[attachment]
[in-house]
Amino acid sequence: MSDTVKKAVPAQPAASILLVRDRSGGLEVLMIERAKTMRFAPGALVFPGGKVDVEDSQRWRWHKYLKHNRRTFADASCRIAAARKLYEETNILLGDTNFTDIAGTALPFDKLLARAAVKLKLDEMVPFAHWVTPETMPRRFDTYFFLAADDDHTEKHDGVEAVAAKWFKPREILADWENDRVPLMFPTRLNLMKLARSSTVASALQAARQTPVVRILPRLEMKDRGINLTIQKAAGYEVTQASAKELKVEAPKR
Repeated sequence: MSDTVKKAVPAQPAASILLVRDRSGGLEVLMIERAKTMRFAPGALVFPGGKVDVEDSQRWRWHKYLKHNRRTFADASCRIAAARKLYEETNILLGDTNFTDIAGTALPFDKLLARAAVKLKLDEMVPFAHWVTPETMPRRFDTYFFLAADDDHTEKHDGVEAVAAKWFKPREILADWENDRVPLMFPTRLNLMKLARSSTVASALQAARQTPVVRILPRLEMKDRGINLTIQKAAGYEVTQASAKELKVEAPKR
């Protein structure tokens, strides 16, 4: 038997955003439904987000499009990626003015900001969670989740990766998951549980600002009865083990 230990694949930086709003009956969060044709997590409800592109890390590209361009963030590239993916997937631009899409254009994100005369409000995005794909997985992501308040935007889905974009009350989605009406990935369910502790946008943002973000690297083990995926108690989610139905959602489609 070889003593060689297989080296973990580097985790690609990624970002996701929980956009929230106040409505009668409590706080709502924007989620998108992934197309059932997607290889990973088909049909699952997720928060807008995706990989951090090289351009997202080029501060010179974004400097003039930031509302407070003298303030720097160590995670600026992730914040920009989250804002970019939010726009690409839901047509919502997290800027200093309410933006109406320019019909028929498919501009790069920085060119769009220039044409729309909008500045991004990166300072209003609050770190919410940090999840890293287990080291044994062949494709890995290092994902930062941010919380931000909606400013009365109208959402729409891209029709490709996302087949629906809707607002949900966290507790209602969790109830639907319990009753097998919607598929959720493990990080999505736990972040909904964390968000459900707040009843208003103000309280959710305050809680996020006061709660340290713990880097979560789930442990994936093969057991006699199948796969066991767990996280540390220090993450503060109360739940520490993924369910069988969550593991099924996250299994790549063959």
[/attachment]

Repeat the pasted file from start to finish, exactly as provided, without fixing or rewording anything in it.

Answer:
[in-house]
Amino acid sequence: MSDTVKKAVPAQPAASILLVRDRSGGLEVLMIERAKTMRFAPGALVFPGGKVDVEDSQRWRWHKYLKHNRRTFADASCRIAAARKLYEETNILLGDTNFTDIAGTALPFDKLLARAAVKLKLDEMVPFAHWVTPETMPRRFDTYFFLAADDDHTEKHDGVEAVAAKWFKPREILADWENDRVPLMFPTRLNLMKLARSSTVASALQAARQTPVVRILPRLEMKDRGINLTIQKAAGYEVTQASAKELKVEAPKR
Repeated sequence: MSDTVKKAVPAQPAASILLVRDRSGGLEVLMIERAKTMRFAPGALVFPGGKVDVEDSQRWRWHKYLKHNRRTFADASCRIAAARKLYEETNILLGDTNFTDIAGTALPFDKLLARAAVKLKLDEMVPFAHWVTPETMPRRFDTYFFLAADDDHTEKHDGVEAVAAKWFKPREILADWENDRVPLMFPTRLNLMKLARSSTVASALQAARQTPVVRILPRLEMKDRGINLTIQKAAGYEVTQASAKELKVEAPKR
């Protein structure tokens, strides 16, 4: 038997955003439904987000499009990626003015900001969670989740990766998951549980600002009865083990 230990694949930086709003009956969060044709997590409800592109890390590209361009963030590239993916997937631009899409254009994100005369409000995005794909997985992501308040935007889905974009009350989605009406990935369910502790946008943002973000690297083990995926108690989610139905959602489609 070889003593060689297989080296973990580097985790690609990624970002996701929980956009929230106040409505009668409590706080709502924007989620998108992934197309059932997607290889990973088909049909699952997720928060807008995706990989951090090289351009997202080029501060010179974004400097003039930031509302407070003298303030720097160590995670600026992730914040920009989250804002970019939010726009690409839901047509919502997290800027200093309410933006109406320019019909028929498919501009790069920085060119769009220039044409729309909008500045991004990166300072209003609050770190919410940090999840890293287990080291044994062949494709890995290092994902930062941010919380931000909606400013009365109208959402729409891209029709490709996302087949629906809707607002949900966290507790209602969790109830639907319990009753097998919607598929959720493990990080999505736990972040909904964390968000459900707040009843208003103000309280959710305050809680996020006061709660340290713990880097979560789930442990994936093969057991006699199948796969066991767990996280540390220090993450503060109360739940520490993924369910069988969550593991099924996250299994790549063959």